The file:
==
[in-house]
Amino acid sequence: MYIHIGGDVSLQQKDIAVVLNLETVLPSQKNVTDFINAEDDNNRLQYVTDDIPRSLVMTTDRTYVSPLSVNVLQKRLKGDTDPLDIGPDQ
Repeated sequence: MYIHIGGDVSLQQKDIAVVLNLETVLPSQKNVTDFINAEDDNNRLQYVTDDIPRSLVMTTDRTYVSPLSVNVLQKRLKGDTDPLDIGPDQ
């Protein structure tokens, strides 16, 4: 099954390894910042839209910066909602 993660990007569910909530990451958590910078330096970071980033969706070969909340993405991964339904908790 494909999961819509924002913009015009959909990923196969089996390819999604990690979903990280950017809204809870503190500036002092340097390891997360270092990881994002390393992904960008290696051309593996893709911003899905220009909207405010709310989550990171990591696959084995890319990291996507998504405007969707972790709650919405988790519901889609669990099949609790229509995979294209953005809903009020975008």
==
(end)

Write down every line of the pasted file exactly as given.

[in-house]
Amino acid sequence: MYIHIGGDVSLQQKDIAVVLNLETVLPSQKNVTDFINAEDDNNRLQYVTDDIPRSLVMTTDRTYVSPLSVNVLQKRLKGDTDPLDIGPDQ
Repeated sequence: MYIHIGGDVSLQQKDIAVVLNLETVLPSQKNVTDFINAEDDNNRLQYVTDDIPRSLVMTTDRTYVSPLSVNVLQKRLKGDTDPLDIGPDQ
């Protein structure tokens, strides 16, 4: 099954390894910042839209910066909602 993660990007569910909530990451958590910078330096970071980033969706070969909340993405991964339904908790 494909999961819509924002913009015009959909990923196969089996390819999604990690979903990280950017809204809870503190500036002092340097390891997360270092990881994002390393992904960008290696051309593996893709911003899905220009909207405010709310989550990171990591696959084995890319990291996507998504405007969707972790709650919405988790519901889609669990099949609790229509995979294209953005809903009020975008």